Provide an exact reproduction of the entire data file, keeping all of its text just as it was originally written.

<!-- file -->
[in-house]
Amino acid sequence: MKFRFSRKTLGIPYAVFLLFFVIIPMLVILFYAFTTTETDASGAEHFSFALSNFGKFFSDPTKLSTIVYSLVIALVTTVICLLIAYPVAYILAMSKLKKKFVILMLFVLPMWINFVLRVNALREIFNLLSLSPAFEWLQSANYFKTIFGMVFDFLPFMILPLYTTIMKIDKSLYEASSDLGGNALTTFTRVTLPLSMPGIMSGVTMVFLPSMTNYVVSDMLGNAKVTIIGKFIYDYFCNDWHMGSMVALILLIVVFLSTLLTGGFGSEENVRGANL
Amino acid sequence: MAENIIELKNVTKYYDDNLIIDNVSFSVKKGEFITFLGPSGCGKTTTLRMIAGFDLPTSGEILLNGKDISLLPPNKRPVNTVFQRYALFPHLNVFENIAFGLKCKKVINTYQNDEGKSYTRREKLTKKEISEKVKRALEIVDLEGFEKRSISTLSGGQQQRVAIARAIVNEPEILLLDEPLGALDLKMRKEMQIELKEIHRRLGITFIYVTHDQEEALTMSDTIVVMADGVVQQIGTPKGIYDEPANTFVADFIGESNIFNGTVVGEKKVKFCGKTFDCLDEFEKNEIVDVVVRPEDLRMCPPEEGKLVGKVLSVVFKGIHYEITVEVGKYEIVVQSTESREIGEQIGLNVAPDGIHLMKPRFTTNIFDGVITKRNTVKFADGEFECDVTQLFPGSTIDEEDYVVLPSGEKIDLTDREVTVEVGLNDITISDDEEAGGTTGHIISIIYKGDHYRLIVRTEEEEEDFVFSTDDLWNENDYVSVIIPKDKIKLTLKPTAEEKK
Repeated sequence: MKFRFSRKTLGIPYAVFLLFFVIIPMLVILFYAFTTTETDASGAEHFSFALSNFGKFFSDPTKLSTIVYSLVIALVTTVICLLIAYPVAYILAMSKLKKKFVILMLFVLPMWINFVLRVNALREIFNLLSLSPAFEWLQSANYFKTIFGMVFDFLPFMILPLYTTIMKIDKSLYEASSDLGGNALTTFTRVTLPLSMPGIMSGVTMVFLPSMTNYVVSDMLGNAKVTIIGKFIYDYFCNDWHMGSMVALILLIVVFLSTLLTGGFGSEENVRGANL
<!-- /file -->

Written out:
[in-house]
Amino acid sequence: MKFRFSRKTLGIPYAVFLLFFVIIPMLVILFYAFTTTETDASGAEHFSFALSNFGKFFSDPTKLSTIVYSLVIALVTTVICLLIAYPVAYILAMSKLKKKFVILMLFVLPMWINFVLRVNALREIFNLLSLSPAFEWLQSANYFKTIFGMVFDFLPFMILPLYTTIMKIDKSLYEASSDLGGNALTTFTRVTLPLSMPGIMSGVTMVFLPSMTNYVVSDMLGNAKVTIIGKFIYDYFCNDWHMGSMVALILLIVVFLSTLLTGGFGSEENVRGANL
Amino acid sequence: MAENIIELKNVTKYYDDNLIIDNVSFSVKKGEFITFLGPSGCGKTTTLRMIAGFDLPTSGEILLNGKDISLLPPNKRPVNTVFQRYALFPHLNVFENIAFGLKCKKVINTYQNDEGKSYTRREKLTKKEISEKVKRALEIVDLEGFEKRSISTLSGGQQQRVAIARAIVNEPEILLLDEPLGALDLKMRKEMQIELKEIHRRLGITFIYVTHDQEEALTMSDTIVVMADGVVQQIGTPKGIYDEPANTFVADFIGESNIFNGTVVGEKKVKFCGKTFDCLDEFEKNEIVDVVVRPEDLRMCPPEEGKLVGKVLSVVFKGIHYEITVEVGKYEIVVQSTESREIGEQIGLNVAPDGIHLMKPRFTTNIFDGVITKRNTVKFADGEFECDVTQLFPGSTIDEEDYVVLPSGEKIDLTDREVTVEVGLNDITISDDEEAGGTTGHIISIIYKGDHYRLIVRTEEEEEDFVFSTDDLWNENDYVSVIIPKDKIKLTLKPTAEEKK
Repeated sequence: MKFRFSRKTLGIPYAVFLLFFVIIPMLVILFYAFTTTETDASGAEHFSFALSNFGKFFSDPTKLSTIVYSLVIALVTTVICLLIAYPVAYILAMSKLKKKFVILMLFVLPMWINFVLRVNALREIFNLLSLSPAFEWLQSANYFKTIFGMVFDFLPFMILPLYTTIMKIDKSLYEASSDLGGNALTTFTRVTLPLSMPGIMSGVTMVFLPSMTNYVVSDMLGNAKVTIIGKFIYDYFCNDWHMGSMVALILLIVVFLSTLLTGGFGSEENVRGANL